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Fair Trade Retail in New Zealand
01 December 2012


WFTO member Trade Aid was the first business to retail Fair Trade products in New Zealand. Returning from two years in India working with a Tibetan Refugee Resettlement programme Richard and Vi Cottrell came home to New Zealand with a large number of Tibetan rugs for sale. Setting up an exhibition in an art gallery they were stunned when all the carpets were sold within 30 minutes. Because of tight import restrictions in place at the time the New Zealand public had little exposure to such exotic wares. Realizing that this presented them with a good opportunity to help the economic situation of the producers they had worked with, Richard and Vi established Trade Aid Importers in 1973. This captured the attention and interest of New Zealanders and a number of volunteer-run shops soon sprung up around the country to sell the products. In 1979, the shops and the import company formally began to operate under the common name of Trade Aid and became a single entity.  Today, there are 29 Trade Aid shops selling handcraft and food products with the average shop selling a ratio of 85% handcrafts and 15% food. The shops have undergone a number of changes over the years and are now all occupy mainstream retail sites in the best shopping precincts in the country.  

 The shops have undergone a number of changes over
 the years and are now all occupy mainstream retail
 sites in the best shopping precincts in New Zealand.
                                                          Photo: Trade Aid

With a Trade Aid shop in the majority of cities and towns in New Zealand and with the country’s small population of 4.5 million people, there has been little interest in other Fair Trade retailers becoming involved in selling Fair Trade handcrafts to date.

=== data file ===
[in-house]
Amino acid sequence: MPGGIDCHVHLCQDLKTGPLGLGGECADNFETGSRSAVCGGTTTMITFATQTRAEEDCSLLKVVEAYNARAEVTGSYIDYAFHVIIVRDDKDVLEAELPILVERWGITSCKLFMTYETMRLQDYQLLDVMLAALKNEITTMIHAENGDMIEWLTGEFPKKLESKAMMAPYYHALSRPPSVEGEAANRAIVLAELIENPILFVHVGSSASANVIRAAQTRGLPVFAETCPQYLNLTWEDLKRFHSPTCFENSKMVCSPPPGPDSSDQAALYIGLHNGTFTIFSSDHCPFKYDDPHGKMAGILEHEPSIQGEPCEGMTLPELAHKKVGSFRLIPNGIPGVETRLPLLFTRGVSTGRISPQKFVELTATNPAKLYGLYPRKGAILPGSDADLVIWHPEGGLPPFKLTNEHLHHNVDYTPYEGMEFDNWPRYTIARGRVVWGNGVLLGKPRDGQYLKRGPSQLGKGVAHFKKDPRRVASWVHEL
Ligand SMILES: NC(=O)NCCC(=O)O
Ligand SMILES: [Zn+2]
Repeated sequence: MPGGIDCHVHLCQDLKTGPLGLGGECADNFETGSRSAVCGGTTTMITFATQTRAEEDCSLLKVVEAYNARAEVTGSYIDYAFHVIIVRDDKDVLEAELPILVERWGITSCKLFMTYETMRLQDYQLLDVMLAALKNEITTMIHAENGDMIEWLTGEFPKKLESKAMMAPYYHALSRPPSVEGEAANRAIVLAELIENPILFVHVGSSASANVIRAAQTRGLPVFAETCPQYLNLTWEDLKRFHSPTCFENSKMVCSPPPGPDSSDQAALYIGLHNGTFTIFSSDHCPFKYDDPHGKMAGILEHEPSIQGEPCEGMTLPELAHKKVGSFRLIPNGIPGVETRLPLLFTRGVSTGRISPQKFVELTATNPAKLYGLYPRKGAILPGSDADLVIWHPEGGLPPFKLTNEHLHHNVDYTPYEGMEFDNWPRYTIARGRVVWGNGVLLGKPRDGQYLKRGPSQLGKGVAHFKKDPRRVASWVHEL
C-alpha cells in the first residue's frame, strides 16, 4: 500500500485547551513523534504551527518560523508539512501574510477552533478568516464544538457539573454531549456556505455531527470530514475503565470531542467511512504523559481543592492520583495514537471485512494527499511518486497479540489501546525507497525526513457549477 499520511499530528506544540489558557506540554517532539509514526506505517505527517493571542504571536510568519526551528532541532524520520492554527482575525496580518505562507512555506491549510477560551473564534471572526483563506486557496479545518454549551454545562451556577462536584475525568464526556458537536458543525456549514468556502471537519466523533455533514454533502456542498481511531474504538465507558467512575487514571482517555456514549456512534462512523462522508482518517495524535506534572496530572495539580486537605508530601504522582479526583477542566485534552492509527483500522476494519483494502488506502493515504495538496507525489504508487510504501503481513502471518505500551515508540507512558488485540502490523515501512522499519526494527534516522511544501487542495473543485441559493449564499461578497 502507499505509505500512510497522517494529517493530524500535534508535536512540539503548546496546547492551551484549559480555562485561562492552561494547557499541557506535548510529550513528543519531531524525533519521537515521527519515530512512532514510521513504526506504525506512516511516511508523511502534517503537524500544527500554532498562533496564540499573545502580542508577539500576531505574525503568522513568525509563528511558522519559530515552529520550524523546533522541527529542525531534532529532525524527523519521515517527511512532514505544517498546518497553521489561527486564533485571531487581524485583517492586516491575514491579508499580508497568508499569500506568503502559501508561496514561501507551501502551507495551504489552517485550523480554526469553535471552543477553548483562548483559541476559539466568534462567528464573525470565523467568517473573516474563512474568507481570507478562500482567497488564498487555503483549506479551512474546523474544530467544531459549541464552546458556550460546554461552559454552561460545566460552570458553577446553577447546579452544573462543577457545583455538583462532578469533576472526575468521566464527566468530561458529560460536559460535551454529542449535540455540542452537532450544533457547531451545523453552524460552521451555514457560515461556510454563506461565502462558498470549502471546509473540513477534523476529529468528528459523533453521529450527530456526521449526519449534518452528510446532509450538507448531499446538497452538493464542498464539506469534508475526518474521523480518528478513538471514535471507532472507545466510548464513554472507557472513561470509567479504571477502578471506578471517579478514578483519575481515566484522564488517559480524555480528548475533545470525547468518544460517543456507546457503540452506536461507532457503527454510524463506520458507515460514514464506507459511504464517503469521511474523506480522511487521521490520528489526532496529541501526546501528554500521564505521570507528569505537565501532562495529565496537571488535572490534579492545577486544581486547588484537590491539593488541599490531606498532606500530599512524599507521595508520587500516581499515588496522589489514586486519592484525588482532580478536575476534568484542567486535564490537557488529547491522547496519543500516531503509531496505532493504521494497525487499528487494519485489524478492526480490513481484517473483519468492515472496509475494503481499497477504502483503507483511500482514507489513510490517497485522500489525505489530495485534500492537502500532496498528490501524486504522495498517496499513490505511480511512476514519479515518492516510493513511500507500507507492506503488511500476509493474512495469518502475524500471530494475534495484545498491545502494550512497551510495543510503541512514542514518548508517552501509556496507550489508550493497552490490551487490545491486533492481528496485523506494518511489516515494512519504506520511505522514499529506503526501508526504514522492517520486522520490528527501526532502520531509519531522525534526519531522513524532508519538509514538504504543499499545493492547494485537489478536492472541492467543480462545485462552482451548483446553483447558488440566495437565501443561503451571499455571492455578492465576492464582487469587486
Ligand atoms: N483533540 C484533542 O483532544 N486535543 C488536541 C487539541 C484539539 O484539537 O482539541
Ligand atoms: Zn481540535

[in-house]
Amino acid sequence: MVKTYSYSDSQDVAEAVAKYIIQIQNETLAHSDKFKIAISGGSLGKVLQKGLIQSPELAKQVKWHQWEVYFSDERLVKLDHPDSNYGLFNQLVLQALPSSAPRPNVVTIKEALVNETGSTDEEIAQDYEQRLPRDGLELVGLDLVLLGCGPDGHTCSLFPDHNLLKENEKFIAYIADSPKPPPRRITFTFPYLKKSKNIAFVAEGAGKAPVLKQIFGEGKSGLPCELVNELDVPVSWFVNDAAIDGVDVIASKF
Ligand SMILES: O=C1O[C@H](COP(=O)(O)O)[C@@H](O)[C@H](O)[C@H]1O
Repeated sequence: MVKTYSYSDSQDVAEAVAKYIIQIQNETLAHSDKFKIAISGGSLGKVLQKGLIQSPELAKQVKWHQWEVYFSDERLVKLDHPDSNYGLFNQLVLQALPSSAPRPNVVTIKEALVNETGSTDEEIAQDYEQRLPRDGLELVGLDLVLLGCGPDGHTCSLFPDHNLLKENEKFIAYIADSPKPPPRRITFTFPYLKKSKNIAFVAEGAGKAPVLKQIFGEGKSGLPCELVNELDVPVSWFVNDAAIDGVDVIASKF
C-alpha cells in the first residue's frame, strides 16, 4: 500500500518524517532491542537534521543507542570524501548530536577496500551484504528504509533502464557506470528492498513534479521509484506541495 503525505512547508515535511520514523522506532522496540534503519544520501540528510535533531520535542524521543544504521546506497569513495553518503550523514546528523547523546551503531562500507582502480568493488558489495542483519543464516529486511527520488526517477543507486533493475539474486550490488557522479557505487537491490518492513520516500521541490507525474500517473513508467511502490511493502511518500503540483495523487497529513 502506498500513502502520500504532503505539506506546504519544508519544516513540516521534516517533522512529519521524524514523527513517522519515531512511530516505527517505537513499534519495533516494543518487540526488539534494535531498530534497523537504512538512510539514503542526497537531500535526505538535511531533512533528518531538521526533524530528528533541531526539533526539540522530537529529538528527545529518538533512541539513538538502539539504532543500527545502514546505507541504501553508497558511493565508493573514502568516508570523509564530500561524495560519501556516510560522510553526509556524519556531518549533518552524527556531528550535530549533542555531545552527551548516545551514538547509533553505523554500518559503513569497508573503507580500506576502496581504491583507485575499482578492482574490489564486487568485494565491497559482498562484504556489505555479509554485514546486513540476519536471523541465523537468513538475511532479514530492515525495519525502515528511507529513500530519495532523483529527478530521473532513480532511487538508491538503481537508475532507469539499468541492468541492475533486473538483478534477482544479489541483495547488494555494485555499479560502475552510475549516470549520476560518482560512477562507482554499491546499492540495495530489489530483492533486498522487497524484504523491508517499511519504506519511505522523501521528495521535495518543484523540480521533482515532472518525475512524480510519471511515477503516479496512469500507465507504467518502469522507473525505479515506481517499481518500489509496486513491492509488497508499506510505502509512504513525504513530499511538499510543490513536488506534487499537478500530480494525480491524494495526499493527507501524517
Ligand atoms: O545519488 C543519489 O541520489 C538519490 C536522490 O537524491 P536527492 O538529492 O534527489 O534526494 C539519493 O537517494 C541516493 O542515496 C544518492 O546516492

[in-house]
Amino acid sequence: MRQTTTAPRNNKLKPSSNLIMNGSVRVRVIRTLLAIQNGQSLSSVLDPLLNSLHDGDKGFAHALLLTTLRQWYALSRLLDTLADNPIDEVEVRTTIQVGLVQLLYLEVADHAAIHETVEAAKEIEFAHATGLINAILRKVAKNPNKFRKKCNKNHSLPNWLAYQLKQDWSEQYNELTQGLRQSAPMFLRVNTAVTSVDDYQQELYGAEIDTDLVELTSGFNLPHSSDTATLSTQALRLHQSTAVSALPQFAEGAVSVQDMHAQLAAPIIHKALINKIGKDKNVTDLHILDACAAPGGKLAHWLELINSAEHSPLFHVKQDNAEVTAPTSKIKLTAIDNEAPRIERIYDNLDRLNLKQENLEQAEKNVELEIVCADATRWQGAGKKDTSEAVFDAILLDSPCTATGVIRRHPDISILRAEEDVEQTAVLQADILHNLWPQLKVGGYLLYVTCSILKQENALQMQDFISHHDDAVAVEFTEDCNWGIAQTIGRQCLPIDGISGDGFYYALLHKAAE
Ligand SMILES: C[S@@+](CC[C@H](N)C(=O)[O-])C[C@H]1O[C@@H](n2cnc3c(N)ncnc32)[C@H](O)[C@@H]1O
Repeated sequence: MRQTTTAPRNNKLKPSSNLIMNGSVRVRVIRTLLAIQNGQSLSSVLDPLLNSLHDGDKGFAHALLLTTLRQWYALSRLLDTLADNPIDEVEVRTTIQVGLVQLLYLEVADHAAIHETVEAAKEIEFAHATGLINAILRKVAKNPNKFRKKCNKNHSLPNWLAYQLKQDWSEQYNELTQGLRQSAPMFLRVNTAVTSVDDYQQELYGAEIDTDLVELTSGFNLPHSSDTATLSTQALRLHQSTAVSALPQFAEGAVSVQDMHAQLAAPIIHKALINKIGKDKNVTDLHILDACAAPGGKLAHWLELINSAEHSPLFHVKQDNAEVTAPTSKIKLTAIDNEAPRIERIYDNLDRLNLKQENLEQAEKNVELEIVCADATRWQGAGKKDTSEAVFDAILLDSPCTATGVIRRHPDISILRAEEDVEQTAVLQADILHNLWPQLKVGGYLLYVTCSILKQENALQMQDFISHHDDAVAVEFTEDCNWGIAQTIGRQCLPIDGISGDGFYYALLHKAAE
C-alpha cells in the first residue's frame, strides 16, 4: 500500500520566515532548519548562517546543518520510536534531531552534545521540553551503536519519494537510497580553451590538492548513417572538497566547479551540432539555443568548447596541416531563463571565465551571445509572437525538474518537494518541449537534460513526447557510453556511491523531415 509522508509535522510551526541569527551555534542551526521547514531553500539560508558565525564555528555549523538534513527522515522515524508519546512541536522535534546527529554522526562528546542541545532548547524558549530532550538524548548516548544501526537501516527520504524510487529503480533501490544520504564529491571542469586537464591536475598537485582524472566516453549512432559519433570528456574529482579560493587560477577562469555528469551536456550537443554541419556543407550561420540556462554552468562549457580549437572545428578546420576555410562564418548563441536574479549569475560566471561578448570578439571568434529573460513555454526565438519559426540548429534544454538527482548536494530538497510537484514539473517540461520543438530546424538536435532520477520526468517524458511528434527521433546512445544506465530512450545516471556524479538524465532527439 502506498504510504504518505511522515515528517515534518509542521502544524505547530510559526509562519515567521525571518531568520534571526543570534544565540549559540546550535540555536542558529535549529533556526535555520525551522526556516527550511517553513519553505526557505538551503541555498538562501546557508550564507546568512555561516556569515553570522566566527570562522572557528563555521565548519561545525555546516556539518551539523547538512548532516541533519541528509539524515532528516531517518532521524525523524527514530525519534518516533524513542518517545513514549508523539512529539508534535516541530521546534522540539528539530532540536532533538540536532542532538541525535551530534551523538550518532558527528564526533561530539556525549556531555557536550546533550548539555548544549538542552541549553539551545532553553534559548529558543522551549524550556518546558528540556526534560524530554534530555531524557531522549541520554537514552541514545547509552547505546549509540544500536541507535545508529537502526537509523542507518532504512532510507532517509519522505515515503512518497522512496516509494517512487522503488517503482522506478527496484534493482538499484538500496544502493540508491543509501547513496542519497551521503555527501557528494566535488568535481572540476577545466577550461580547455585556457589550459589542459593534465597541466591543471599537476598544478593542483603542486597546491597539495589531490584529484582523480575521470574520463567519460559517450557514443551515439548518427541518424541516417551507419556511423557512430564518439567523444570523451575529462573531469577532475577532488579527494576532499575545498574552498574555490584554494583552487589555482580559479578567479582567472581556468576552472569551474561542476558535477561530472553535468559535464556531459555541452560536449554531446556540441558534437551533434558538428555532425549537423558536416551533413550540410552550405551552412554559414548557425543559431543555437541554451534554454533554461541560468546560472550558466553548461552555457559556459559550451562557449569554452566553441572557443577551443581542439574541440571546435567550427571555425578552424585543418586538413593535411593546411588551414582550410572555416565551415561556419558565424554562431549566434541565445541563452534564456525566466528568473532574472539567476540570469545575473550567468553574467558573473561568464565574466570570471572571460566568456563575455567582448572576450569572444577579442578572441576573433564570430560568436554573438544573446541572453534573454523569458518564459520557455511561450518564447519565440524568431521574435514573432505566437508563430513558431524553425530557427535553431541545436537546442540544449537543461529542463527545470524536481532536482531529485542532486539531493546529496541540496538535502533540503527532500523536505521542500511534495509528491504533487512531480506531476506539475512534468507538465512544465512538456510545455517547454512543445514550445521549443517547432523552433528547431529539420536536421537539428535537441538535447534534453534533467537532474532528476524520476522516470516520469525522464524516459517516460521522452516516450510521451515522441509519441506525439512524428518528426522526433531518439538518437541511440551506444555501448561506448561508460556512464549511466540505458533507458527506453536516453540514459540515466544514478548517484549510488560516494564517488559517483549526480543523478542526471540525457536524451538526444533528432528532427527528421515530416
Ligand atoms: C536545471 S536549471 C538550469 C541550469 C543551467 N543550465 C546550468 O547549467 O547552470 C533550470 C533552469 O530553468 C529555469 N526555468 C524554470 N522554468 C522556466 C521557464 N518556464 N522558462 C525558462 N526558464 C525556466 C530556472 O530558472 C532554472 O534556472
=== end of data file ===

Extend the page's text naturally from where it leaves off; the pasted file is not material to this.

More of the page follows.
However, around 2004, Fairtrade labelled food products began appearing in supermarkets and other retail shops. Trade Aid offered their expertise and knowledge in helping many of the food importers get established. Today, there a good number of businesses involved in importing Fair Trade food items. In recent years, there has been an explosion of labelled food products for sale and nearly every supermarket is now selling Fair Trade. Bananas have been the latest product to be imported and appeared on the scene in 2008, initially from Samoa, but now they are primarily sourced from Ecuador. 

Fair Trade apparel has begun in a small way with a few businesses importing t-shirts from India. Sales of these have been mainly targeted at the conference and corporate market with few sold through conventional retail stores. A small number of local manufactures have imported Fairtrade certified cotton and are making locally made garments that carry the Fairtrade label. There is quite a lot of interest in Fair Trade apparel , especially double certified with organic, in forums and interest discussion boards and it looks to be the next growth area. It will be difficult to progress though as the New Zealand apparel market is heavily dominated by Australian brands and chains and so far they have been reluctant to become involved. It will likely be the small independent shops who pick up this challenge.

By Geoff White
Trade Aid Importers

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